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The U.S. Federal Reserve looks set to go full throttle again with its interest rate drive, leaving other central banks in a dilemma over whether to follow slavishly or risk another dollar surge.

The history books suggest the latter.

The Fed’s peers have been unwilling or unable to match the full extent of U.S. tightening cycles in the past, and many are once again signalling they will stop short of the Fed this time around, too.

Fed Chair Jerome Powell’s congressional testimony on Tuesday was remarkable, not so much for what he said – most people expected him to talk tough – but in the reaction it unleashed.

The peak Fed rate implied by U.S. rates futures jumped to 5.70 per cent, the two-year Treasury yield leapt above 5 per cent for the first time since 2007, and the 2s/10s yield curve inverted by more than 100 basis points for the first time since 1981.

Rates traders now reckon a 50-basis-point rate hike later this month is three times more likely than a quarter-point increase, economists at Goldman Sachs raised their terminal rate forecast to 5.50-5.75 per cent, and analysts at BlackRock said there’s a “reasonable chance” the Fed goes to 6 per cent.

It was perhaps coincidental, but no less symbolic, that Mr. Powell’s remarks came the same day the Reserve Bank of Australia signalled its rate-hiking campaign will end soon.

Bank of England Governor Andrew Bailey has said the central bank may be at the end of its rate-rising cycle, there’s a wide “hawk-dove” divide within the European Central Bank, and the Bank of Canada on Wednesday became the first major central bank to pause its tightening campaign.

“I don’t think other major central banks are going to be able to match what the Fed is going to do. And you will see that in the currency markets,” said Bill Callahan, global strategist at Schroders. “The dollar can stay elevated as long as the Fed remains the most aggressive central bank in the world.”

The dollar on Tuesday had its best day since November against a basket of major currencies, gaining most on the Aussie dollar. It also rose significantly against the euro, despite the recent hawkish repricing of the ECB outlook, too.


A look into the last six U.S. monetary tightening cycles, including the current one, shows that the ECB (and Germany’s Bundesbank before it), BoE and Bank of Japan have rarely raised rates as much as the Fed.

The exceptions were the 1999-2000 cycle, where the ECB raised rates a bit more to try and arrest the euro’s postlaunch collapse, and the BoE in the mid-1980s as it fought to slay high inflation and prop up a weak pound.

Other than that, the Fed has always led the way. In some cycles other central banks have not raised rates at all – the BOJ has kept rates near zero for the last 30 years, and the Bundesbank actually went against the Fed in the 1980s and 1990s and cut rates.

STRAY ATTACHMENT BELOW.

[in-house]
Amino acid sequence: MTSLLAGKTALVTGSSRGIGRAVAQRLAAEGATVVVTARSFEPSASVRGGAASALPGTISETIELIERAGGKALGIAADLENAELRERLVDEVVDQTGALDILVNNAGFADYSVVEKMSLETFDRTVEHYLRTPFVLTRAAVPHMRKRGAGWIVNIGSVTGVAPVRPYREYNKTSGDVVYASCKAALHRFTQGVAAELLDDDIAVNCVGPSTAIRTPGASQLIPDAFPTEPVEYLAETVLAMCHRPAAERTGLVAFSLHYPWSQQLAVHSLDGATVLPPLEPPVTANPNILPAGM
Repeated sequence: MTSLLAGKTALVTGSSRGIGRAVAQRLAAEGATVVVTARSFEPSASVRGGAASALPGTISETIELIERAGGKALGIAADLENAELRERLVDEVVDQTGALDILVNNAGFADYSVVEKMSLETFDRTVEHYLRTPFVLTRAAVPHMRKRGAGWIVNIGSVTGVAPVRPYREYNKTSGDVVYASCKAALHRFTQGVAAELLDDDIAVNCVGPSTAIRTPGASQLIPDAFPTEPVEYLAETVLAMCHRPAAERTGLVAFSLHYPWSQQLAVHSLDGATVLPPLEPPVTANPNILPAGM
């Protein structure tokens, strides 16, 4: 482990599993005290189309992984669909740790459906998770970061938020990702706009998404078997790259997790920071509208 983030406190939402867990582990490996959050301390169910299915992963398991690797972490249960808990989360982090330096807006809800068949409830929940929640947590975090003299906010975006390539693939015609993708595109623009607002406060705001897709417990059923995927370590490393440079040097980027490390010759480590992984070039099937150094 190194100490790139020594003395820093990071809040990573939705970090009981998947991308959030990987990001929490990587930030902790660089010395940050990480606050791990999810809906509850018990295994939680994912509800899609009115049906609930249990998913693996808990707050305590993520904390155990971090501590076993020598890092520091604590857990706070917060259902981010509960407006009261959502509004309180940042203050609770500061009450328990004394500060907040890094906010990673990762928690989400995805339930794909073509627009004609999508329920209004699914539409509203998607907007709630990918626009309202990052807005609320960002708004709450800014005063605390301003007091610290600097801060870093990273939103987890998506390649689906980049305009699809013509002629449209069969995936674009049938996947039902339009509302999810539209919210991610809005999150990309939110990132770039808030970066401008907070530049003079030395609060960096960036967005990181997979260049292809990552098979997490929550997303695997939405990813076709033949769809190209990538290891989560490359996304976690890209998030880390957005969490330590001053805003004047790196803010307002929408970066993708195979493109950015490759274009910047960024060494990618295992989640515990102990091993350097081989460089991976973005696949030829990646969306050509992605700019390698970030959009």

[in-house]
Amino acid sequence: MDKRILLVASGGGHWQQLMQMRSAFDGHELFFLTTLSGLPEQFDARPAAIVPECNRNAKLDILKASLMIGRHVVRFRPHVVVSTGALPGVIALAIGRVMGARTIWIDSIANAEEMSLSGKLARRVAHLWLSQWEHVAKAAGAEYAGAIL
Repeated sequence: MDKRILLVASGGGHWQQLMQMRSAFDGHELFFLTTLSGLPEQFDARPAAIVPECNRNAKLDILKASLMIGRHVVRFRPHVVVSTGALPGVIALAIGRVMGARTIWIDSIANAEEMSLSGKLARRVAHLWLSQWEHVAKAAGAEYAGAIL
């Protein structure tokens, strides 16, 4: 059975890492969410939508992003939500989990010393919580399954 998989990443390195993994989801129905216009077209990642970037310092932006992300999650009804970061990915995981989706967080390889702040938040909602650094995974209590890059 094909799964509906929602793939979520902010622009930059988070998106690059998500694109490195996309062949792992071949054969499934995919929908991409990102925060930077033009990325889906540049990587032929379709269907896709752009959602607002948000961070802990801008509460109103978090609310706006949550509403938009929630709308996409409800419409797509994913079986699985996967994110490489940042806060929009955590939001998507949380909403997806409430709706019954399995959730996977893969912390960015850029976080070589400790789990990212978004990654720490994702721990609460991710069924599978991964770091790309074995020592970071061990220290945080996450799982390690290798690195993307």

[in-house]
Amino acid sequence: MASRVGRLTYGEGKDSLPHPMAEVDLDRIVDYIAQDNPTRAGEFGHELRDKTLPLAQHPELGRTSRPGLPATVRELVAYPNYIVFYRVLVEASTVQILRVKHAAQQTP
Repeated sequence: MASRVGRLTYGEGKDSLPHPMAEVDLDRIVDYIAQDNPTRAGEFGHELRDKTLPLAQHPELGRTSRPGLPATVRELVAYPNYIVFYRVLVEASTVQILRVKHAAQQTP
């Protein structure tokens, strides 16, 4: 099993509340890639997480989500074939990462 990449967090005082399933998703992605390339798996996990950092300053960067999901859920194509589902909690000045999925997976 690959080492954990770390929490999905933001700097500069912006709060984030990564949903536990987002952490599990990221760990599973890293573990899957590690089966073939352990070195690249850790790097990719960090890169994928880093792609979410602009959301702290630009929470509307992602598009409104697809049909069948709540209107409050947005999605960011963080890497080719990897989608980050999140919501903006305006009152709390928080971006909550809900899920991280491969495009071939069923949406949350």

This has almost always widened the two-year U.S. yield spread over comparable German, U.K. and Japanese bonds – in some cases by more than 300 bps – but the dollar has not always benefited.

The dollar index slumped in 1986-89, and lost around 10 per cent over the 1994-95 hiking cycle and the Greenspan Fed’s “measured pace” procession of 2004-06. It rose more than 15 per cent in 1999-2000, and as much as 20 per cent last year.

To quote former Fed chief Alan Greenspan’s famous view on FX rates, the dollar’s direction this year may well be a coin toss, given how much it has already appreciated.

“The dollar should be supported while Fed expectations adjust higher and risks remain skewed to the upside for the front end of the U.S. curve … (but) the dollar is trading significantly rich to our estimate of its long-term fair value,” BNP Paribas wrote in a note on Tuesday.

Of course, central bank cycles don’t always converge. Myriad domestic economic, policy, political and market dynamics are at play at any particular time, forcing policy-makers into action independent of global factors and the Fed.

There are structural reasons why other central banks don’t match the Fed’s rate increases. Stronger U.S. economic growth often warrants higher U.S. rates, Japan has been battling deflation for more than 20 years, and the ECB may have quietly preferred an exporter-friendly weaker exchange rate.

In addition U.S. rate-hiking cycles can overlap with central bank FX intervention. This happened in the mid-1980s with the Plaza and Louvre Accords, ECB-led action to support the euro in 2000 and rare yen-buying intervention from the BOJ last year.

But when monetary tightening is broadly synchronized, the Fed almost always goes further.

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